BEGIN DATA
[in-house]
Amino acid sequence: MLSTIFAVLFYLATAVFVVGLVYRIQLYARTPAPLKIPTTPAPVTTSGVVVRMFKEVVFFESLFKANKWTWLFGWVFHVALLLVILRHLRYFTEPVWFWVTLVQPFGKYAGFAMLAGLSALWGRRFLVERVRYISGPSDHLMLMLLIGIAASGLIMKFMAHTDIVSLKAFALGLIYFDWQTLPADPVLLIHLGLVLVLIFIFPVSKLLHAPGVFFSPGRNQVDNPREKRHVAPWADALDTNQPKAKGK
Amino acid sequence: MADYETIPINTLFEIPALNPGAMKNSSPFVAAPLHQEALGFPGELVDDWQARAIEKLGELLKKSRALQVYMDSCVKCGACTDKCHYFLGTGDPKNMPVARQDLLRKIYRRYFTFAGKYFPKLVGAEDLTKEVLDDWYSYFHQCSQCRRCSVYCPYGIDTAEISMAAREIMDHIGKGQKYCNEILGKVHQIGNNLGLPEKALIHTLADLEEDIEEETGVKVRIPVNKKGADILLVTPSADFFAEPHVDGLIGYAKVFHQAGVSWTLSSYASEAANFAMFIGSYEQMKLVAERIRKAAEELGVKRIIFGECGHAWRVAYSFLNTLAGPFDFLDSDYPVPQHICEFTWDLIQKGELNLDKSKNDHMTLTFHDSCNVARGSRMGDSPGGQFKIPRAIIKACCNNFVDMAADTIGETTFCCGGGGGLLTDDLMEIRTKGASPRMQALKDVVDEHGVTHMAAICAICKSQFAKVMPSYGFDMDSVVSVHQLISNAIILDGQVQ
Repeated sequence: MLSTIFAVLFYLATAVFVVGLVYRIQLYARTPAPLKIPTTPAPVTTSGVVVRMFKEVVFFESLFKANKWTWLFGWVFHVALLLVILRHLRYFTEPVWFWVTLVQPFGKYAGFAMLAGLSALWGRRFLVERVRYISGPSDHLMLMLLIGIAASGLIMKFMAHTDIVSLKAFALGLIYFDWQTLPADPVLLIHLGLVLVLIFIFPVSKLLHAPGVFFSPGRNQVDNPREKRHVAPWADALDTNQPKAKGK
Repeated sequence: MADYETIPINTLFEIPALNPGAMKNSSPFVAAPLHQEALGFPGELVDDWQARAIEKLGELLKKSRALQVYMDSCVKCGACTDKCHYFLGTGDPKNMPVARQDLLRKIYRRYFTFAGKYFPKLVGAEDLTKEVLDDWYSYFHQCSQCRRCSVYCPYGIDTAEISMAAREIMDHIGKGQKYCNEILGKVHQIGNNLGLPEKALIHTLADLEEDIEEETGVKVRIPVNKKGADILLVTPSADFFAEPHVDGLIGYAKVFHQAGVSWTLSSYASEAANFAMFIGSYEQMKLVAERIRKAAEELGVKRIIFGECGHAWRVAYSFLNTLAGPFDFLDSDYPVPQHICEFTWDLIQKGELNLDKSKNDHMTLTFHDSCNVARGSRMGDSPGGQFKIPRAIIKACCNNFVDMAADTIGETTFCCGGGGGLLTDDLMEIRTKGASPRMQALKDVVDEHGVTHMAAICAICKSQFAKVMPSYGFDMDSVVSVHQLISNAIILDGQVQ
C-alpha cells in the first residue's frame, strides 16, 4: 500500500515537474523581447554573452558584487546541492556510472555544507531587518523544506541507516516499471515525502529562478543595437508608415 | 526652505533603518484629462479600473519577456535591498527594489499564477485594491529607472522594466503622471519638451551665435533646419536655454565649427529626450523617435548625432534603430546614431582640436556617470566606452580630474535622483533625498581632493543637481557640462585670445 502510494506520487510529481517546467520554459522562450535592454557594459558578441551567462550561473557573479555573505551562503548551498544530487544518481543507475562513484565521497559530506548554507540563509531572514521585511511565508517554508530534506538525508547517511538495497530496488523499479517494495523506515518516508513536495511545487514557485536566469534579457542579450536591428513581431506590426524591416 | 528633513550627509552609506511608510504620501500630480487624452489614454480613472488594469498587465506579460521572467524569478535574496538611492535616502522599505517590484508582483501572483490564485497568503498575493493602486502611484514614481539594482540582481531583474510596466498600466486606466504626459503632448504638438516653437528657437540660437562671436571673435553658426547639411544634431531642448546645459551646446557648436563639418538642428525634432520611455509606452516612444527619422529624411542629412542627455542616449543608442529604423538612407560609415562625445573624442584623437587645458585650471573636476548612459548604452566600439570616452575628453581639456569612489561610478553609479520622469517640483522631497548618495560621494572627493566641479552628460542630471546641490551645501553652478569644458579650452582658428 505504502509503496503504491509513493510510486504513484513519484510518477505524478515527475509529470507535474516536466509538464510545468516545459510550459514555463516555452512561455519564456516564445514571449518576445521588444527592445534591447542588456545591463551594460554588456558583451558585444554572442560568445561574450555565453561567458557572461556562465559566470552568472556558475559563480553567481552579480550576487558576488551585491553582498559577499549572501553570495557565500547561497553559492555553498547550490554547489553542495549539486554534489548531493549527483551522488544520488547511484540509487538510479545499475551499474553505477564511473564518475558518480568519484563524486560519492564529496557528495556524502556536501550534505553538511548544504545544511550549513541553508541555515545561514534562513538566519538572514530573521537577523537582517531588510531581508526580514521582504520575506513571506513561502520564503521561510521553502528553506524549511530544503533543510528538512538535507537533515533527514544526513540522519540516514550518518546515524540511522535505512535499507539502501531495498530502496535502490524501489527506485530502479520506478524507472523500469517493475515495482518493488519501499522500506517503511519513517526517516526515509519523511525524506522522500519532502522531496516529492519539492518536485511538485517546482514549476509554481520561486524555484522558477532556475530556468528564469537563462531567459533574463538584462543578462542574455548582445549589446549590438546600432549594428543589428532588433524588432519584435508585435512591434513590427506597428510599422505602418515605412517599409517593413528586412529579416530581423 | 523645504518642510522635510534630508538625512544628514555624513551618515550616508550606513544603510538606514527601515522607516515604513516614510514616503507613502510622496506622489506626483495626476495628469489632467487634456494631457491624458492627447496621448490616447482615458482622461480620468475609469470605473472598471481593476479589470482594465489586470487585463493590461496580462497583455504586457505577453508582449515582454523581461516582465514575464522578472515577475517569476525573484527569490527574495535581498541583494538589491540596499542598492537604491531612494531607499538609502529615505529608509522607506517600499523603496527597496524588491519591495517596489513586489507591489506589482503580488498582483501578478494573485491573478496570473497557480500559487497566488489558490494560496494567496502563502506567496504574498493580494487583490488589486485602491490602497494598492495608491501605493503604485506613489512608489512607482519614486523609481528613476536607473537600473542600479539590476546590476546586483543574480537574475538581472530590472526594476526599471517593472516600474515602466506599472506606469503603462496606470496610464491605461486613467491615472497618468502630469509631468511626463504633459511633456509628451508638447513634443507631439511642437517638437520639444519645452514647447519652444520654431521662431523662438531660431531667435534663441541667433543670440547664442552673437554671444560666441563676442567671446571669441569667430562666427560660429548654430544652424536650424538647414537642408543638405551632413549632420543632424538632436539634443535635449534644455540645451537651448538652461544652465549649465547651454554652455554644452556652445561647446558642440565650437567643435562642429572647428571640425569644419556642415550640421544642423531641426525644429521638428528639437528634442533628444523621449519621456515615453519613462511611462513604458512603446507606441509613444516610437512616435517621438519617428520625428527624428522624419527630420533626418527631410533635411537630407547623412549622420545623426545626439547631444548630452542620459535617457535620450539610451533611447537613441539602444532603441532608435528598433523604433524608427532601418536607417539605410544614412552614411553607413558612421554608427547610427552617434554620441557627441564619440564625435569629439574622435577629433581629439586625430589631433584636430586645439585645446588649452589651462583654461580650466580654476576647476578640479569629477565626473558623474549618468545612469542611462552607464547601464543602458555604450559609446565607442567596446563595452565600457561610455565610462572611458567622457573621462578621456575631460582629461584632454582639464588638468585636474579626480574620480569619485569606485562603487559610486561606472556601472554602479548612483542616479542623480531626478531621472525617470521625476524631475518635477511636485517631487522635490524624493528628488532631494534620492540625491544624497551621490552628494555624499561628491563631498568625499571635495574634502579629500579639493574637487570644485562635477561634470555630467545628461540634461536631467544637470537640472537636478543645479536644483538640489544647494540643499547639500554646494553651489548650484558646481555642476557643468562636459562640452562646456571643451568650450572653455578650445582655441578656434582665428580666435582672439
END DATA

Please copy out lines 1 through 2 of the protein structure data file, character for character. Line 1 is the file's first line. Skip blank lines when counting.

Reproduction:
[in-house]
Amino acid sequence: MLSTIFAVLFYLATAVFVVGLVYRIQLYARTPAPLKIPTTPAPVTTSGVVVRMFKEVVFFESLFKANKWTWLFGWVFHVALLLVILRHLRYFTEPVWFWVTLVQPFGKYAGFAMLAGLSALWGRRFLVERVRYISGPSDHLMLMLLIGIAASGLIMKFMAHTDIVSLKAFALGLIYFDWQTLPADPVLLIHLGLVLVLIFIFPVSKLLHAPGVFFSPGRNQVDNPREKRHVAPWADALDTNQPKAKGK